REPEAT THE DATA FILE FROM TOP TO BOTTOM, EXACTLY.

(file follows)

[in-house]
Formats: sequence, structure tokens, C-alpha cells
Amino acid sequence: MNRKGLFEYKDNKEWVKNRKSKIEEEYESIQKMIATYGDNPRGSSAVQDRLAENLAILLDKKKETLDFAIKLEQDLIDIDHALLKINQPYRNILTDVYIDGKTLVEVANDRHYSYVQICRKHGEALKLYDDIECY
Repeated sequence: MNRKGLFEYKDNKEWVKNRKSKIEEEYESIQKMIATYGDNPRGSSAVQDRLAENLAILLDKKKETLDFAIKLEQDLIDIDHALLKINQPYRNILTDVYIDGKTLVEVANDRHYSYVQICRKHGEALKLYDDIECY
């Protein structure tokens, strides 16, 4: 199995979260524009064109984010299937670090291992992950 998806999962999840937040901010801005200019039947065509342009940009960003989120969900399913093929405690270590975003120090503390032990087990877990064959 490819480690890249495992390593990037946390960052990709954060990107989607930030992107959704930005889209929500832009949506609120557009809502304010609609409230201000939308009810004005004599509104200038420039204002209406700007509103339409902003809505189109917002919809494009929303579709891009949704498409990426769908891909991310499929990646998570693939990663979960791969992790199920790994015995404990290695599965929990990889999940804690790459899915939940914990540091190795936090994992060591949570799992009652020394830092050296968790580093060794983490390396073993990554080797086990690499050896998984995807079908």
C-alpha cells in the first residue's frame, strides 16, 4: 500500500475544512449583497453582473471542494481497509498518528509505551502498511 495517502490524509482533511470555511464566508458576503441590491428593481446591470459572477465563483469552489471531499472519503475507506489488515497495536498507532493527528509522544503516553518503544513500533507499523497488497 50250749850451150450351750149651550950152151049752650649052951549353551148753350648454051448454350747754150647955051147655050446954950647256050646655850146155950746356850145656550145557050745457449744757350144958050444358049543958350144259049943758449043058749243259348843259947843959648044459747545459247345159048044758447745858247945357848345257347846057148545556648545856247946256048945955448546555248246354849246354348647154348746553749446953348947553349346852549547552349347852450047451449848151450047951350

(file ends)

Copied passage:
[in-house]
Formats: sequence, structure tokens, C-alpha cells
Amino acid sequence: MNRKGLFEYKDNKEWVKNRKSKIEEEYESIQKMIATYGDNPRGSSAVQDRLAENLAILLDKKKETLDFAIKLEQDLIDIDHALLKINQPYRNILTDVYIDGKTLVEVANDRHYSYVQICRKHGEALKLYDDIECY
Repeated sequence: MNRKGLFEYKDNKEWVKNRKSKIEEEYESIQKMIATYGDNPRGSSAVQDRLAENLAILLDKKKETLDFAIKLEQDLIDIDHALLKINQPYRNILTDVYIDGKTLVEVANDRHYSYVQICRKHGEALKLYDDIECY
């Protein structure tokens, strides 16, 4: 199995979260524009064109984010299937670090291992992950 998806999962999840937040901010801005200019039947065509342009940009960003989120969900399913093929405690270590975003120090503390032990087990877990064959 490819480690890249495992390593990037946390960052990709954060990107989607930030992107959704930005889209929500832009949506609120557009809502304010609609409230201000939308009810004005004599509104200038420039204002209406700007509103339409902003809505189109917002919809494009929303579709891009949704498409990426769908891909991310499929990646998570693939990663979960791969992790199920790994015995404990290695599965929990990889999940804690790459899915939940914990540091190795936090994992060591949570799992009652020394830092050296968790580093060794983490390396073993990554080797086990690499050896998984995807079908």
C-alpha cells in the first residue's frame, strides 16, 4: 500500500475544512449583497453582473471542494481497509498518528509505551502498511 495517502490524509482533511470555511464566508458576503441590491428593481446591470459572477465563483469552489471531499472519503475507506489488515497495536498507532493527528509522544503516553518503544513500533507499523497488497 50250749850451150450351750149651550950152151049752650649052951549353551148753350648454051448454350747754150647955051147655050446954950647256050646655850146155950746356850145656550145557050745457449744757350144958050444358049543958350144259049943758449043058749243259348843259947843959648044459747545459247345159048044758447745858247945357848345257347846057148545556648545856247946256048945955448546555248246354849246354348647154348746553749446953348947553349346852549547552349347852450047451449848151450047951350